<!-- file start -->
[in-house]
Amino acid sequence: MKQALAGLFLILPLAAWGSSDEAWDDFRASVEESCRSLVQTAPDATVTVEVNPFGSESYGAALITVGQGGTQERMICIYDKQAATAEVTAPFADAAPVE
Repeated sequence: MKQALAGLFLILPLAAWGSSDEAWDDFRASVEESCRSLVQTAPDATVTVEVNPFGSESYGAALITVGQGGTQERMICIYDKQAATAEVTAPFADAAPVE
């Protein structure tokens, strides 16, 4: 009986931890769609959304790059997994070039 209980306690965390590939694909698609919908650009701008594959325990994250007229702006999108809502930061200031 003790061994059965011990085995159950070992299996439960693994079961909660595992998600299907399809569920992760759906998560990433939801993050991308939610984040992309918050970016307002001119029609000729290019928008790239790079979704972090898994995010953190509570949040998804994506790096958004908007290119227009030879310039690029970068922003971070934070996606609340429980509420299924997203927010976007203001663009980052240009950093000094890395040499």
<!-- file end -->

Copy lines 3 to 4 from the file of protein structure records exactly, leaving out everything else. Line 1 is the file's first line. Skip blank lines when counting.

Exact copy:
Repeated sequence: MKQALAGLFLILPLAAWGSSDEAWDDFRASVEESCRSLVQTAPDATVTVEVNPFGSESYGAALITVGQGGTQERMICIYDKQAATAEVTAPFADAAPVE
């Protein structure tokens, strides 16, 4: 009986931890769609959304790059997994070039 209980306690965390590939694909698609919908650009701008594959325990994250007229702006999108809502930061200031 003790061994059965011990085995159950070992299996439960693994079961909660595992998600299907399809569920992760759906998560990433939801993050991308939610984040992309918050970016307002001119029609000729290019928008790239790079979704972090898994995010953190509570949040998804994506790096958004908007290119227009030879310039690029970068922003971070934070996606609340429980509420299924997203927010976007203001663009980052240009950093000094890395040499």